This appears to be a variant on Blue and Violet [M.1221]. M. F. MacDonald was quoted by Sotheby's in 2006 as follows:
Dr Margaret MacDonald writes, "It was very interesting to compare the pastel [Blue and Violet II] with the Hunterian Art Gallery's pastel by Whistler called Blue and Violet … The pose is very similar indeed to the Glasgow pastel, and there are areas where Whistler tried out variations in the shape of the arm, for instance. It is certainly not an exact copy of the pastel (by Whistler or anyone else) but it is a very careful study of the model in almost exactly the same position and outfit. Although Whistler rarely got this close in doing variations on a pose, there were certain poses that appeared to have obsessed him. There are other pairs or groups of pastels that form, as you might say, 'families'; in my catalogue raisonné you will see other pairs, such as Draped Nude (M.1222) and The Blue Girl (M.1223) that are subtle variations on a theme. The finish on your pastel is quite high, and it is signed with a butterfly, and both style and signature date it to the period of 1888-1892. This was a period when Whistler was obsessed with drawing, both in lithography and pastel. Your pastel and the Hunterian's Blue and Violet are highly finished examples of Whistler's work at this time, and were probably intended for exhibition." 1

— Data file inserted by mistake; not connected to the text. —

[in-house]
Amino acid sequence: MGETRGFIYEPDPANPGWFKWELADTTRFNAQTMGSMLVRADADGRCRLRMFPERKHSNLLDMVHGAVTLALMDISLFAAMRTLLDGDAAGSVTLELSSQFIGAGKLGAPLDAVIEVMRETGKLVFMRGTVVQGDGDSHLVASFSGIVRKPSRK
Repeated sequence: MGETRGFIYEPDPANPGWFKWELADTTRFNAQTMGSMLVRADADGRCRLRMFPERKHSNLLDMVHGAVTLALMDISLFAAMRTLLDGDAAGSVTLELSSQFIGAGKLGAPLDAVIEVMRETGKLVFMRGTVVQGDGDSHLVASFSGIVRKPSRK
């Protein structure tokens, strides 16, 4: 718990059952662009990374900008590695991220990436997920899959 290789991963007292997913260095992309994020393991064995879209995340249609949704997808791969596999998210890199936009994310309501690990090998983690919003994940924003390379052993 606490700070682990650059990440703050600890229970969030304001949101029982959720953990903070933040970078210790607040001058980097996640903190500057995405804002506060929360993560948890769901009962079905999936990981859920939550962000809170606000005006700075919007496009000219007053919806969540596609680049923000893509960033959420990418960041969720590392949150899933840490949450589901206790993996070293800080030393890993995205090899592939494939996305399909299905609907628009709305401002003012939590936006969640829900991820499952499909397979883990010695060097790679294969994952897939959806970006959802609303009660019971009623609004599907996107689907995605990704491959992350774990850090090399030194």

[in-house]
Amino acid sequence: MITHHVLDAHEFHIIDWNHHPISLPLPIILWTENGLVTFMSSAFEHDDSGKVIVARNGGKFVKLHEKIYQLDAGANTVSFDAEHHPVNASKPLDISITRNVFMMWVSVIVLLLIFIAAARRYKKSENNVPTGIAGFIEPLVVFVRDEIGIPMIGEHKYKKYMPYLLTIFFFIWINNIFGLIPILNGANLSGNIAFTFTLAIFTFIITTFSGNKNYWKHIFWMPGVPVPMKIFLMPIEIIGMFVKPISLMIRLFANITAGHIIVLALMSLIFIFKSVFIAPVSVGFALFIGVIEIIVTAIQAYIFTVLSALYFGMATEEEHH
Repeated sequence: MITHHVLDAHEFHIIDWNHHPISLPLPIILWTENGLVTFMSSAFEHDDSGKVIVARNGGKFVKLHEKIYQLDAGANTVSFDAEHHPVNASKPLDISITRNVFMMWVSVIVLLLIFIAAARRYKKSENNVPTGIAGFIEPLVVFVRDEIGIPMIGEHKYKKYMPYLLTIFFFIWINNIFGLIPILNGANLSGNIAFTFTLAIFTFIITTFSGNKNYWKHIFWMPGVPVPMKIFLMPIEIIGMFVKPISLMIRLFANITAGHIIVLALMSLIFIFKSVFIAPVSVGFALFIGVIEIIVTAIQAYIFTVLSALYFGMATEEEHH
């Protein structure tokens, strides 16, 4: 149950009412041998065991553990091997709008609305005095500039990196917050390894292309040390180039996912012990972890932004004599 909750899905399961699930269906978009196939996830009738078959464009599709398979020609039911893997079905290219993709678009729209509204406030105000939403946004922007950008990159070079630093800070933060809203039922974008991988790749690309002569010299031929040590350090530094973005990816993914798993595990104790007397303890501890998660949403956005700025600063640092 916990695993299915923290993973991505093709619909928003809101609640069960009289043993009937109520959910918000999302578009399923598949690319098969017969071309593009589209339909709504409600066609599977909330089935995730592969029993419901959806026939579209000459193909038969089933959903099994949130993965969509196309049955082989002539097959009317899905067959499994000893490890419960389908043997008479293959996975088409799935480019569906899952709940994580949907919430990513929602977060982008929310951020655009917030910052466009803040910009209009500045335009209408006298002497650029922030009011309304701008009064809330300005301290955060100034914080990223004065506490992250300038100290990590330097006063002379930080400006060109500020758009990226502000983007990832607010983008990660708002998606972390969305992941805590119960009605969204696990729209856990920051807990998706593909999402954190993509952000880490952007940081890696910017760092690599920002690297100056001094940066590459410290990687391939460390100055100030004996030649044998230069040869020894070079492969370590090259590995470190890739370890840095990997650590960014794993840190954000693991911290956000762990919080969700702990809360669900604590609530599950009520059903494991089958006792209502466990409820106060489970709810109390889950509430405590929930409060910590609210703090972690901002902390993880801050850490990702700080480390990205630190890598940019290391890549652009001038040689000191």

The figure is outlined in black chalk, with some repeated otlines on her left arm and leg. The edge of the robe at lower left has been moved to right, closer to the body. The colour is mostly rubbed in smoothly. There are a few white highlights and strokes of colour on the robe and head-scarf. The picture is highly finished, although the face is soft and blurred. The butterfly is a little unusual, and the level of soft finish atypical of Whistler's work.
1: Sotheby's, New York, 24 May 2006 (lot 39)
Last updated: 13th April 2021 by Margaret